I have a client seeking RFID transponders that could be inserted into and used to track plants—flowers, nursery stock and so forth. I am finding RFID tags that can be attached to pots and trays, cable tags to hang on plants, and tags to insert into potted soil, but nothing like a chip to insert into a plant. Does such a thing exist?
To my knowledge, there are no RFID tags designed specifically to be embedded in flowers or other plants. There might, however, be options you could use—but the read range would be short.
You could employ the low-frequency (LF) transponders that are often inserted under animals' skin, for example. I see no reason why these transponders could not be injected into a plant's stem. Such transponders can be read from a foot to 18 inches away.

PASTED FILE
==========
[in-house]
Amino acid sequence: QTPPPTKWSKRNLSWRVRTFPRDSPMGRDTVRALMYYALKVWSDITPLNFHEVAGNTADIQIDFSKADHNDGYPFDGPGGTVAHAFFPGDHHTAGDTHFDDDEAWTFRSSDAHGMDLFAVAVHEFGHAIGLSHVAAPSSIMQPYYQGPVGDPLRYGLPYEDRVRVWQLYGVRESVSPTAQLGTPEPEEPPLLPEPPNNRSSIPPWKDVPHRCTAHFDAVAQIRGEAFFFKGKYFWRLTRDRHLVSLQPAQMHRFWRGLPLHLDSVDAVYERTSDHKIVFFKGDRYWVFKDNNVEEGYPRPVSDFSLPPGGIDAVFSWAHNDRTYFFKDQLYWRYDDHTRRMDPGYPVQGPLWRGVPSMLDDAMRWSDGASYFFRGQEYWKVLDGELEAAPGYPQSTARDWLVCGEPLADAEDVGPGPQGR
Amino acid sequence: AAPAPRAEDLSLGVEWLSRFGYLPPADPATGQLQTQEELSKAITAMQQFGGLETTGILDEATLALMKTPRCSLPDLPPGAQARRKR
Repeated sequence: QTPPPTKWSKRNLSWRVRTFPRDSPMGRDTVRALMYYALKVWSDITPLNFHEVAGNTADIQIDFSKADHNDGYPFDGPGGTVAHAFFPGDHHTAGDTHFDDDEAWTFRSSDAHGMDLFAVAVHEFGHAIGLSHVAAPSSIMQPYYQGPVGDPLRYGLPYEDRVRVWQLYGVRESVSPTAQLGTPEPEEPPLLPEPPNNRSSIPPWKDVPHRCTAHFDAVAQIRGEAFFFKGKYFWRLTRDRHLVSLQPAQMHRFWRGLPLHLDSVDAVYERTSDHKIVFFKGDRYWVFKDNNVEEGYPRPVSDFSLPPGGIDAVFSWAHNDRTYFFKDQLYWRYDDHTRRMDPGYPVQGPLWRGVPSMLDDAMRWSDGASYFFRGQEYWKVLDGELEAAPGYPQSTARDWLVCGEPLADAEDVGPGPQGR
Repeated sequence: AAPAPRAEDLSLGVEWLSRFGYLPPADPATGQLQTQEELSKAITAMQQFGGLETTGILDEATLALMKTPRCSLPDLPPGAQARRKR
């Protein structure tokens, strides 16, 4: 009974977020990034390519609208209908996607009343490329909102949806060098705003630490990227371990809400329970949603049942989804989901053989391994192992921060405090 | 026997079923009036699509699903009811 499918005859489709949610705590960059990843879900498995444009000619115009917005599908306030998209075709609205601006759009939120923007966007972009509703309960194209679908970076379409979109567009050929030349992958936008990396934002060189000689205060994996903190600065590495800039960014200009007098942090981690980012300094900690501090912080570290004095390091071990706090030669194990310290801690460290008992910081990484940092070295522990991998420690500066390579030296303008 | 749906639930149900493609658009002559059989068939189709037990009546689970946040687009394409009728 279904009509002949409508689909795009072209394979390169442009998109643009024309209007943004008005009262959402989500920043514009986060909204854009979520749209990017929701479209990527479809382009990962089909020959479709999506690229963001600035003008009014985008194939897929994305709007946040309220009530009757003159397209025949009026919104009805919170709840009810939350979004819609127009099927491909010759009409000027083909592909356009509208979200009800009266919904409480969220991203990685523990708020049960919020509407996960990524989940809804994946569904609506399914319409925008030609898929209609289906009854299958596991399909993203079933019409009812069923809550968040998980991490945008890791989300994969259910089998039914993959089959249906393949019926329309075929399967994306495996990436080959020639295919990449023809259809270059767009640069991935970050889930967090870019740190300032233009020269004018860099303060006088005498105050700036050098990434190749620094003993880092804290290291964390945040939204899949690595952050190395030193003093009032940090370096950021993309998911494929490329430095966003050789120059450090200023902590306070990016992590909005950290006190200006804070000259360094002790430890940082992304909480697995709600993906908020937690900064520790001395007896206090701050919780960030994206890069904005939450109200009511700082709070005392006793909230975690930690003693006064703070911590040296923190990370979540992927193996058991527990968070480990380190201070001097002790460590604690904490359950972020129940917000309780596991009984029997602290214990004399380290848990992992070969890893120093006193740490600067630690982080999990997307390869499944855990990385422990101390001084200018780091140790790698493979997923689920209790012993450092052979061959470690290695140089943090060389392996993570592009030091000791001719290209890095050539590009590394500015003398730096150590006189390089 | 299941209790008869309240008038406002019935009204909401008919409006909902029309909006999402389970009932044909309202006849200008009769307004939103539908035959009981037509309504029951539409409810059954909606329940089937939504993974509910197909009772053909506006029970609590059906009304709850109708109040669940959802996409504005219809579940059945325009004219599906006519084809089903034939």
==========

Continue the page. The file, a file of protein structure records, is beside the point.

Another option might be to employ Hitachi' µ-chip (pronounced "mu-chip"). The chip measures just 0.3 millimeter (0.01 inch) square, so it's small enough to be put into a plant (see Hitachi Unveils Smallest RFID Chip and Hitachi Unveils Integrated RFID Tag). The challenge would be how to embed it. You would probably need to encase the chip in plastic or glass, and then utilize some type of injection device.
—Mark Roberti, Founder and Editor, RFID Journal
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